Syllogisms will be used in the exercises, so just to recapitulate, we here give examples of the four most common syllogism-patterns.
The four kinds of statements
In syllogisms, there are four kinds of statements:
There are 256 possible syllogisms, but only about 15 of them are valid. In the middle ages, the valid syllogisms were remembered by names that contained three of the letters above, for example ferio.
There are four figures, or basic patterns. The figure we will be using is the following (called figure 1):
Where x, y, and z are As, Is, Es, or Os. S, M, and P are classes of objects, for example "Mammal" (in the case of A and E) or individuals (in the case of I and O).
The four syllogism patterns which we will make use of in the exercises are:
They all conform to figure 1 (above). These are exemplified below.
Encoding syllogisms in CGs
You can encode syllogisms in CGs in a number of ways. Here, we present one of the ways.
Pattern - the overall structure
In order to be able to write syllogisms in a uniform manner, one needs a pattern to follow. The following could be such a pattern:
[If: [ ... Premise 1 ... (a CG) ] [ ... Premise 2 ... (a CG) ] [Then: [ ... Conclusion ... (a CG) ] ] ]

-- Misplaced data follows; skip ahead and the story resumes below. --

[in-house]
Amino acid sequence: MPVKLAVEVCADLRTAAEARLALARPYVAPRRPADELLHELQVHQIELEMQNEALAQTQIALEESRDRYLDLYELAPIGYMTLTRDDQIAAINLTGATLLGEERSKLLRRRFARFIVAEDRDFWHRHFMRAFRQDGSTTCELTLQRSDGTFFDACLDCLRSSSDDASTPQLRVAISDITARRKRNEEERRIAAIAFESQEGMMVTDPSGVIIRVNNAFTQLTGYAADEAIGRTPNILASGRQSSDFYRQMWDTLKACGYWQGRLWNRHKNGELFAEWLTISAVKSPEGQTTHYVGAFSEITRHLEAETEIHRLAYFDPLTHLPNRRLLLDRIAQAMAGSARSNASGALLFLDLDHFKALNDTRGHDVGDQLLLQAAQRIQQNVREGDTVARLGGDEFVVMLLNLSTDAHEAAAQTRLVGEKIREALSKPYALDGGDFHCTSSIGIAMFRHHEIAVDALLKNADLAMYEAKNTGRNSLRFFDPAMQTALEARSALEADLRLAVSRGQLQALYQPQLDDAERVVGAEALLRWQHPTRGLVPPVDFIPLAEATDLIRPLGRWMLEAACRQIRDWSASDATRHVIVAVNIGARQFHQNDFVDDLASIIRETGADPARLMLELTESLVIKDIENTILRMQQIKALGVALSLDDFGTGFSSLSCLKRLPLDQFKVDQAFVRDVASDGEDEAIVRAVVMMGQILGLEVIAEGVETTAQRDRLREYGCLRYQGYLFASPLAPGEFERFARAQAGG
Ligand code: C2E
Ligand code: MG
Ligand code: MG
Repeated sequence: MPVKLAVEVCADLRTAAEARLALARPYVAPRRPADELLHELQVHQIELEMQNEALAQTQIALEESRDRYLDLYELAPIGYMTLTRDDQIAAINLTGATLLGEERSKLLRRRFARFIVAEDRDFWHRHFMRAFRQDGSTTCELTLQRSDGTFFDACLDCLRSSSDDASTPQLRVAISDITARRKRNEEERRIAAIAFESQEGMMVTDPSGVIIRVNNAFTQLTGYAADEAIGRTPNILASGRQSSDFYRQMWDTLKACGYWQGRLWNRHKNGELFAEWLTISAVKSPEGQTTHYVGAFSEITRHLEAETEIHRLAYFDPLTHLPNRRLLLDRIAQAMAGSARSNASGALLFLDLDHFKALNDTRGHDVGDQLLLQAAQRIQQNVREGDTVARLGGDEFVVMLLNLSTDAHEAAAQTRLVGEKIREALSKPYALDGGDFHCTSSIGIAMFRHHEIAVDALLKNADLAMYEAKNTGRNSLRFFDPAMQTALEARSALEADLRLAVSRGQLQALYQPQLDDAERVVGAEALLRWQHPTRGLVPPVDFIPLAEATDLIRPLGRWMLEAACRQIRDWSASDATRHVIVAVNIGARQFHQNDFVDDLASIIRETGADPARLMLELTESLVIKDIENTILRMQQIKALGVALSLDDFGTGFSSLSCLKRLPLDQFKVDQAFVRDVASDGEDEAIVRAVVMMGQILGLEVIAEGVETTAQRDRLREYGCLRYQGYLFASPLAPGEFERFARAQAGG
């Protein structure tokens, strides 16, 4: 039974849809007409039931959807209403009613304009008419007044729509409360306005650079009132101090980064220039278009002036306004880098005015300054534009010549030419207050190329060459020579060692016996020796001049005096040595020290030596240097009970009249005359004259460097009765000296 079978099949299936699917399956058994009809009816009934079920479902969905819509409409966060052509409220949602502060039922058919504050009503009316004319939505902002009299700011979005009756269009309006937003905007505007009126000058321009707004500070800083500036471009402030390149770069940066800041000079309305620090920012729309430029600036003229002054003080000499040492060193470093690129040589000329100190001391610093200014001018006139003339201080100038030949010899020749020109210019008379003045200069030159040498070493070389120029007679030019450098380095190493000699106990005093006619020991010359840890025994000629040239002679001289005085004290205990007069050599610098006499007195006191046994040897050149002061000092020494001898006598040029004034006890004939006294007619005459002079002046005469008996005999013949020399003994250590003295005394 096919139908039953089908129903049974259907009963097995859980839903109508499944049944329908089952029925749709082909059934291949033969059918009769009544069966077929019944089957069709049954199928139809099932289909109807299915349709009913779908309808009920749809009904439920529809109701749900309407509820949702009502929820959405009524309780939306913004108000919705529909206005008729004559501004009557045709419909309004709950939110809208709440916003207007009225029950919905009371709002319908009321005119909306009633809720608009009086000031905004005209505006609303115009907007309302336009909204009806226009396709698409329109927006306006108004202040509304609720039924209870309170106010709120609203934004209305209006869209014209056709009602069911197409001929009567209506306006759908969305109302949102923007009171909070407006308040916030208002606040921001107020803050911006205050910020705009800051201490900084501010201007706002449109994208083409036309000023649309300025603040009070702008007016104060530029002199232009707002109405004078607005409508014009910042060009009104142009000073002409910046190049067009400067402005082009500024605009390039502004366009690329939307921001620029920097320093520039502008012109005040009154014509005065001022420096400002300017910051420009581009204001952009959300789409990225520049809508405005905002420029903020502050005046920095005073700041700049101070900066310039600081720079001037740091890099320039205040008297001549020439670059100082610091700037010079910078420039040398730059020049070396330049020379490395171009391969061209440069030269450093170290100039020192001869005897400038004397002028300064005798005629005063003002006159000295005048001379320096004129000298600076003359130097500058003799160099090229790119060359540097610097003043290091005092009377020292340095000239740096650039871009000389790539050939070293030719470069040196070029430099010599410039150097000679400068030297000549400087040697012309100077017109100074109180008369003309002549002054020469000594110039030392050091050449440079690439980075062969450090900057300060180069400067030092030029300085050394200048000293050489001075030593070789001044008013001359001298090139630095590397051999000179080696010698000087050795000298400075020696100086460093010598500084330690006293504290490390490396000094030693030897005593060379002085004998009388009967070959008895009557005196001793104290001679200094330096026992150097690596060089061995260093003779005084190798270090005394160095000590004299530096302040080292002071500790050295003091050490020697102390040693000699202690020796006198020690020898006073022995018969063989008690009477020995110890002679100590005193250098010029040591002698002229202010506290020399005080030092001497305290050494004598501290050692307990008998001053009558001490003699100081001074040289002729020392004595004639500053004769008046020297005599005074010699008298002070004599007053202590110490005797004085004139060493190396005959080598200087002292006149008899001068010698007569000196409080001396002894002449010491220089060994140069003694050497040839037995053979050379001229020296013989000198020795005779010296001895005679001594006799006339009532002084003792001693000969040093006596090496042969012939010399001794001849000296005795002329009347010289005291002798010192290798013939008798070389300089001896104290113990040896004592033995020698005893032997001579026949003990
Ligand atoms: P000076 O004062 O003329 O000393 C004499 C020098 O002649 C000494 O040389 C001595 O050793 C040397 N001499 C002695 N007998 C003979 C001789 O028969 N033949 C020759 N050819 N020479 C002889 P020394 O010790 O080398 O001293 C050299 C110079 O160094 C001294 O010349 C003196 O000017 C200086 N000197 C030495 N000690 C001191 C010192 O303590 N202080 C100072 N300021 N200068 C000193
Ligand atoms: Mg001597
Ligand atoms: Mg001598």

Pattern - Premises and conclusions
While the overall pattern is an IF-THEN construction with two premises and a conclusion, each premise and conclusion is either an IF-THEN construction or a conjunction of two graphs.
The patterns to follow for the four types of statement are:
Difference between Universal and Particular
The difference between a Universal and a Particular is that a Universal is an IF-THEN construction, whereas a Particular is a conjunction of two concepts.
Difference between Affirmative and Negative
The difference between an Affirmative and a Negative is the presence of a ("not") sign in front of the "B"-concept in the Negative.
Constructing a syllogism
Thus, in order to construct a syllogism, we will have an outer IF-THEN, inside which we find three graphs.
For example, below is an encoding of the following Barbara syllogism:
And one encoding could look like this:
[If: [If: [Rhino: *x] [Then: [Mammal: ?x] ] ] [If: [Mammal: *y] [Then: [Animal: ?y] ] ] [Then: [If: [Rhino: *z] [Then: [Animal: ?z] ] ] ] ]
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